Most offices today feature a multigenerational workforce, with employees ranging from Baby Boomers approaching retirement to Generation Z’ers, the latest entrants into the job market. As a manager, one of your responsibilities is to ensure that all these generations work well together.
Managing a multigenerational team
Here are six tips for leading a team that spans the generations:
Understand the different generations. To effectively lead a multigenerational workforce, you need to have a better idea of each group’s common traits. Keep in mind, though, that it’s never a good idea to stereotype an entire generation, as there will always be overlaps and exceptions. For example, some Boomers run circles around their younger colleagues when it comes to the latest communication apps. And while understanding the general attributes of each generation is helpful, you should tailor your style to each employee’s goals, interests, and needs.
Accentuate the positive. Embrace a glass-half-full mindset when it comes to the generations and their unique traits. Too often, managers see differences as negatives, but strong teams feature diverse perspectives, experiences, and insights. This mix leads to many benefits, including improved products and service levels, greater collaboration, fewer misunderstandings, better communication, and a higher retention rate.
As a leader in your organization, celebrate the differences of your multigenerational workforce. When you take the time to highlight each staff member’s impact on a specific project, your workers will grow to appreciate, rather than bemoan, this diversity.
Vary your management approach. In general, each demographic has a preferred and nonpreferred way of working, learning, and conveying information. The greatest difference among the generations, according to CFOs in a January 2017 Robert Half Management Resources survey, is in workplace communication.
You can address differing preferences by taking a multipronged approach to communicating skills training, change management, and even employee appreciation efforts. Diversifying your methods will take time but foster greater employee buy-in. Not sure what strategies work best with which employees? All you have to do is ask.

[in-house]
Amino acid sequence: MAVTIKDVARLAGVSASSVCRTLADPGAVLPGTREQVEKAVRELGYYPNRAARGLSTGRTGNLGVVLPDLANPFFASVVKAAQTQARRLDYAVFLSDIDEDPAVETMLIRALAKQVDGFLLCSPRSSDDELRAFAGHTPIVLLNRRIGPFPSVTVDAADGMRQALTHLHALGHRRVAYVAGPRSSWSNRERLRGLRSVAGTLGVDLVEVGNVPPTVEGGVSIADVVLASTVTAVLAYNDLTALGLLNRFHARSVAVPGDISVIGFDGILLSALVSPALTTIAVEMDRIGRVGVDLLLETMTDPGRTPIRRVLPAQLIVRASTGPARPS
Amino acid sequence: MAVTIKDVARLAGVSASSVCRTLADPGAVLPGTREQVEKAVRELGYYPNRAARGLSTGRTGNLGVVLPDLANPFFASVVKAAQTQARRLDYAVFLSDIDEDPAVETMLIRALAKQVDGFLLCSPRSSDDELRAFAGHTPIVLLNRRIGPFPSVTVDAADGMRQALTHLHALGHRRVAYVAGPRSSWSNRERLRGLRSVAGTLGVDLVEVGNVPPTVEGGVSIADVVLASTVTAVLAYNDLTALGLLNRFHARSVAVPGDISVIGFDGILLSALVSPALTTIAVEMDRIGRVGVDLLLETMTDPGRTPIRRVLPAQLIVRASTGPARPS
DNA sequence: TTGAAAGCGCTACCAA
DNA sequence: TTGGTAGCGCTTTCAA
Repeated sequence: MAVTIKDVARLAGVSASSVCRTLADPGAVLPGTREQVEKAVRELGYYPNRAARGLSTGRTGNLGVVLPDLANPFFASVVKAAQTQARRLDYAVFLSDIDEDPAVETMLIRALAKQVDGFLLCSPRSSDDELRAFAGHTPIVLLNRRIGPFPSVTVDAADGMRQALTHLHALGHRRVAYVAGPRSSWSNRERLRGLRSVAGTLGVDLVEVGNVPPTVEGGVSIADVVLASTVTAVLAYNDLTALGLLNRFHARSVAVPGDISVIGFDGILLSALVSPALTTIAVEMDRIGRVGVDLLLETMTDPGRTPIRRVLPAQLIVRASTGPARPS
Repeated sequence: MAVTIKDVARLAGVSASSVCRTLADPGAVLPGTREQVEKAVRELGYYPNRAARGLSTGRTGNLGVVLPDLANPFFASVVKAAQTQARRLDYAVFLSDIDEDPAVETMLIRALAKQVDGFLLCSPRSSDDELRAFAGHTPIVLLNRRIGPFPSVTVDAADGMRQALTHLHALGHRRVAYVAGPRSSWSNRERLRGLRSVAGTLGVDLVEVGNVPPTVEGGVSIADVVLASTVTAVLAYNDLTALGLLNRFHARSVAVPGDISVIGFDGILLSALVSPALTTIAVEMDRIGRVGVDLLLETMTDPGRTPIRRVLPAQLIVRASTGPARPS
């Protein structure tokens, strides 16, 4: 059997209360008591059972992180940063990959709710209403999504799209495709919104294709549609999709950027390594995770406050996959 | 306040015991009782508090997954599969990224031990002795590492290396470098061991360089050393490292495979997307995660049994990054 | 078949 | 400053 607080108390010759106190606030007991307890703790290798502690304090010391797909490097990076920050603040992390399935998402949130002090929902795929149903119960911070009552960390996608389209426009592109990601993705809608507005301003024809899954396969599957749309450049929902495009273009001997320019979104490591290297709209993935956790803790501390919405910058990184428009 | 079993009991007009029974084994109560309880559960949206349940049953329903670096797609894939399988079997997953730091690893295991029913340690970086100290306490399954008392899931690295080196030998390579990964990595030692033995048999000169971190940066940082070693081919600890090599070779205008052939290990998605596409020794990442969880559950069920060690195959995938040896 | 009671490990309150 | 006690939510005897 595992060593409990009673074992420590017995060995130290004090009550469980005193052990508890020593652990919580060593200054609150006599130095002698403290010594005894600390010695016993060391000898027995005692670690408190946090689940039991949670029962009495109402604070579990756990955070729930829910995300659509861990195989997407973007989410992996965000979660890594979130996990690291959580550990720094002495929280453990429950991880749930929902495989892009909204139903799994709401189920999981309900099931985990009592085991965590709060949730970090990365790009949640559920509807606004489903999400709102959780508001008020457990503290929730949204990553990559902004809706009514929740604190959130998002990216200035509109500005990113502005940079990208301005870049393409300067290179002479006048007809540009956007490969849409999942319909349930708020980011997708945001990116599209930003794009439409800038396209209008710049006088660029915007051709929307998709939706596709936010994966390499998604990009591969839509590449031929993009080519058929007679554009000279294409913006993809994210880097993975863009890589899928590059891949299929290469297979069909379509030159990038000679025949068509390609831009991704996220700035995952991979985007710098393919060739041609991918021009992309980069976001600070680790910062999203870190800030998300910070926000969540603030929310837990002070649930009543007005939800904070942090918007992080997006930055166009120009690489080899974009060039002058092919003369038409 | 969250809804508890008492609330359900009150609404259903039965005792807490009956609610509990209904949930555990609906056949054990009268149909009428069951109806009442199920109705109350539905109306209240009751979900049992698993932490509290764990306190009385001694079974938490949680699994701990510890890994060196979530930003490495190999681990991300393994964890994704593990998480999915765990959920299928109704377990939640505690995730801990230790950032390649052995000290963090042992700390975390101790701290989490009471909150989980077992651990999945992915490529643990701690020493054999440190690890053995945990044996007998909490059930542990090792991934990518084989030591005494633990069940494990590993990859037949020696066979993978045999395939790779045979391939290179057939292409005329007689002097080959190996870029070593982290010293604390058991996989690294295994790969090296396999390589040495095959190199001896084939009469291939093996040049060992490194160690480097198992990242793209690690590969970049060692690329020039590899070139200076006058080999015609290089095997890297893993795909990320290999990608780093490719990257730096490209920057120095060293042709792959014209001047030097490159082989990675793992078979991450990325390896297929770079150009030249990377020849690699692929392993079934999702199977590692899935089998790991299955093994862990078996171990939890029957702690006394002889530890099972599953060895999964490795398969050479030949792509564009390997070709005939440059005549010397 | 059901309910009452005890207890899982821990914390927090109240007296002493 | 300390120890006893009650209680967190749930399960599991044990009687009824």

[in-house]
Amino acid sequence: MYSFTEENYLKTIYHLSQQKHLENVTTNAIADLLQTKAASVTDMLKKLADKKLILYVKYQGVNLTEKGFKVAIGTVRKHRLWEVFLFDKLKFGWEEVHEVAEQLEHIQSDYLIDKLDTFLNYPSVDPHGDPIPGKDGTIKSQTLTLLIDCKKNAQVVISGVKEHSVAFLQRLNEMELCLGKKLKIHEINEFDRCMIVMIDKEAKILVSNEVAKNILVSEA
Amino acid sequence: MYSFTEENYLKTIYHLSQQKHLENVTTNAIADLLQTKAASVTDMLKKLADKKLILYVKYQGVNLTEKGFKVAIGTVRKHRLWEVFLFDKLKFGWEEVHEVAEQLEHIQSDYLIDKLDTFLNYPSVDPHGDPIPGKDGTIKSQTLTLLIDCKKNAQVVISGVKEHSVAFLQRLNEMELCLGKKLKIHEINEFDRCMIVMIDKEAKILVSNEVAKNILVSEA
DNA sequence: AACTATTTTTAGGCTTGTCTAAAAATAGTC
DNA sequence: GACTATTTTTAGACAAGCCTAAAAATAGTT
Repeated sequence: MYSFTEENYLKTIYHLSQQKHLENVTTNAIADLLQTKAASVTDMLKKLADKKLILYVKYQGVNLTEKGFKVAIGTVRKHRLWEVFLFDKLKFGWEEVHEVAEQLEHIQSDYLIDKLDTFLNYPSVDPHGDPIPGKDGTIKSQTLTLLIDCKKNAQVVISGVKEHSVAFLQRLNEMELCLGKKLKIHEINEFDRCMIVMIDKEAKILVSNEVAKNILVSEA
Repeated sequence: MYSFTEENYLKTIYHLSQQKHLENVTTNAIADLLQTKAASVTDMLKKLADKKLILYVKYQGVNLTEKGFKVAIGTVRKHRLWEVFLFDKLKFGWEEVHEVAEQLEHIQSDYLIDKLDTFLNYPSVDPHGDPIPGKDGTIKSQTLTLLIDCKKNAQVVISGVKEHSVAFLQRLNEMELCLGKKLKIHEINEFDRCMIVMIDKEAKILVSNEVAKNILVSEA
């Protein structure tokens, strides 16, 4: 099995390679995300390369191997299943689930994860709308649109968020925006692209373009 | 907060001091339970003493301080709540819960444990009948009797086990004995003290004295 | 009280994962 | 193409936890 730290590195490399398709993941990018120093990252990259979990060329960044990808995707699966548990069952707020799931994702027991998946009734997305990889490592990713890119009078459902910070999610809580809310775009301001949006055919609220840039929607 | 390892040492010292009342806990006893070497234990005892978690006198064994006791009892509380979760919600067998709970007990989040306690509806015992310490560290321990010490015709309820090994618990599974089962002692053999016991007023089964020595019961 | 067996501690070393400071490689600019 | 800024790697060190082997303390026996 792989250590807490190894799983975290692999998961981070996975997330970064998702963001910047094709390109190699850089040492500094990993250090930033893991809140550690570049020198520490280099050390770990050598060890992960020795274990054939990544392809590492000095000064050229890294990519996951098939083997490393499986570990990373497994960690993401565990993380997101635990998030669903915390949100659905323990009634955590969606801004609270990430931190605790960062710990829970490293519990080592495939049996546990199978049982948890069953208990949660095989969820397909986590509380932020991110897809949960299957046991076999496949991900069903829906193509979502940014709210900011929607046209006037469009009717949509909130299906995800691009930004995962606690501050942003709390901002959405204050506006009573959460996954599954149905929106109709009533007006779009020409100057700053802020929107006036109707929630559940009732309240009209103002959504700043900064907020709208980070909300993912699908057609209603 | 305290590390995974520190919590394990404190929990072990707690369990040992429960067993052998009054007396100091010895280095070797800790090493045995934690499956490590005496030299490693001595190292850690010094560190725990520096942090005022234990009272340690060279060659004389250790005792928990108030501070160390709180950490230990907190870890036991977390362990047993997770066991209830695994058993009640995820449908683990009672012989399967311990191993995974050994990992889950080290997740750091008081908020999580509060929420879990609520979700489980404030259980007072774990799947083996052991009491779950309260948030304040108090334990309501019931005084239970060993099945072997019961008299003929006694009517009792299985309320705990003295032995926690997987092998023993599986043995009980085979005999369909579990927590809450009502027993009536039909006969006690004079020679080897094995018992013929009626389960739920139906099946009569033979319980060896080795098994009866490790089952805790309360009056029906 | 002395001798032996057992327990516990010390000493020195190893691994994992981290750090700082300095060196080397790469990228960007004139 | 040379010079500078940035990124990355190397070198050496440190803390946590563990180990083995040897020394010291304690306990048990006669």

Promote camaraderie. If you’re a manager who tends to frown on socializing, you may want to rethink your stance. While gossip and too much chitchat hamper productivity, giving employees room to build rapport and connect with each other will result in stronger work relationships. What’s more, a report on workplace happiness from Robert Half and Happiness Works, “The Secrets of the Happiest Companies and Employees,” found that employees who have solid on-the-job friendships are more satisfied than those who don’t.
Encourage employees to learn from one another. Traditional mentorships are an excellent means of preparing less-tenured employees for advanced roles. But keep in mind that newer professionals also have knowledge and insights to share with their veteran colleagues. Consider establishing a reverse mentoring program so that Boomers and Gen X’ers can benefit from the skills and perspectives of their Millennial colleagues.
Make flexibility part of your corporate culture. In a way, it’s true: Millennials are disrupting the workplace, but only the aspects of keeping rigid office hours, following buttoned-up dress codes, and being physically present in the office. All the essentials of a dynamic company—motivation, commitment to deadlines, and delivering the best service and product possible—remain very much a part of this generation’s DNA.
As a leader in your company, capitalize on this trend rather than force Millennials to follow “how things have always been done.” Trust employees, regardless of their seniority, and give people the freedom to make good decisions. Rather than making them earn management’s trust before they’re allowed perks like DIY scheduling and remote work, treat all employees equitably.
The multigenerational advantage
Managing several generations at work has a reputation for being challenging, and for good reason—each group has its own definitions of work and success and approaches the workplace with differing expectations and motivations. But instead of dreading or, worse, ignoring employees’ disparate experiences and styles, take advantage of their complementary backgrounds, skills, and know-how to strengthen your team and your company.
Develop executive leadership skills that allow you to be a visionary, a strategist, a communicator, a coach, and more.